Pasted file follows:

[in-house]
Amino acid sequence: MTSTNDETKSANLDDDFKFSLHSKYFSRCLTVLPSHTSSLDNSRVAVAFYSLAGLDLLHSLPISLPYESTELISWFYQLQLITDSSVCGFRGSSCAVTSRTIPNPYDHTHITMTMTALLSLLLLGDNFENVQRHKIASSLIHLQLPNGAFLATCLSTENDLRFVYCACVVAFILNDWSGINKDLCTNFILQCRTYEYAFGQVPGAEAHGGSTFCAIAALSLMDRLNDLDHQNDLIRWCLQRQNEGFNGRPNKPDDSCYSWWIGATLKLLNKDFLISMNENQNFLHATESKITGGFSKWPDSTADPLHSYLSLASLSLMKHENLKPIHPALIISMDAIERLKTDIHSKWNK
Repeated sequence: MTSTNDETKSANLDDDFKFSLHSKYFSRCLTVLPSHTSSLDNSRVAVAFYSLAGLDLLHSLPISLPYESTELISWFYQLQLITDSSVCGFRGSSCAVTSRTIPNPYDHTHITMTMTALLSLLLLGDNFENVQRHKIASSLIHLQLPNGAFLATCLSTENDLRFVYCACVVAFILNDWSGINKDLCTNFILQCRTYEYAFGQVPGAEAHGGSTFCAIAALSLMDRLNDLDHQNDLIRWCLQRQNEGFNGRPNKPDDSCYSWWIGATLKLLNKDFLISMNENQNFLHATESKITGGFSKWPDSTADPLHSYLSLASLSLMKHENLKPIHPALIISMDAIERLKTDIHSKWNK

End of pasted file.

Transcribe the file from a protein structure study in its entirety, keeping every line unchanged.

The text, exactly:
[in-house]
Amino acid sequence: MTSTNDETKSANLDDDFKFSLHSKYFSRCLTVLPSHTSSLDNSRVAVAFYSLAGLDLLHSLPISLPYESTELISWFYQLQLITDSSVCGFRGSSCAVTSRTIPNPYDHTHITMTMTALLSLLLLGDNFENVQRHKIASSLIHLQLPNGAFLATCLSTENDLRFVYCACVVAFILNDWSGINKDLCTNFILQCRTYEYAFGQVPGAEAHGGSTFCAIAALSLMDRLNDLDHQNDLIRWCLQRQNEGFNGRPNKPDDSCYSWWIGATLKLLNKDFLISMNENQNFLHATESKITGGFSKWPDSTADPLHSYLSLASLSLMKHENLKPIHPALIISMDAIERLKTDIHSKWNK
Repeated sequence: MTSTNDETKSANLDDDFKFSLHSKYFSRCLTVLPSHTSSLDNSRVAVAFYSLAGLDLLHSLPISLPYESTELISWFYQLQLITDSSVCGFRGSSCAVTSRTIPNPYDHTHITMTMTALLSLLLLGDNFENVQRHKIASSLIHLQLPNGAFLATCLSTENDLRFVYCACVVAFILNDWSGINKDLCTNFILQCRTYEYAFGQVPGAEAHGGSTFCAIAALSLMDRLNDLDHQNDLIRWCLQRQNEGFNGRPNKPDDSCYSWWIGATLKLLNKDFLISMNENQNFLHATESKITGGFSKWPDSTADPLHSYLSLASLSLMKHENLKPIHPALIISMDAIERLKTDIHSKWNK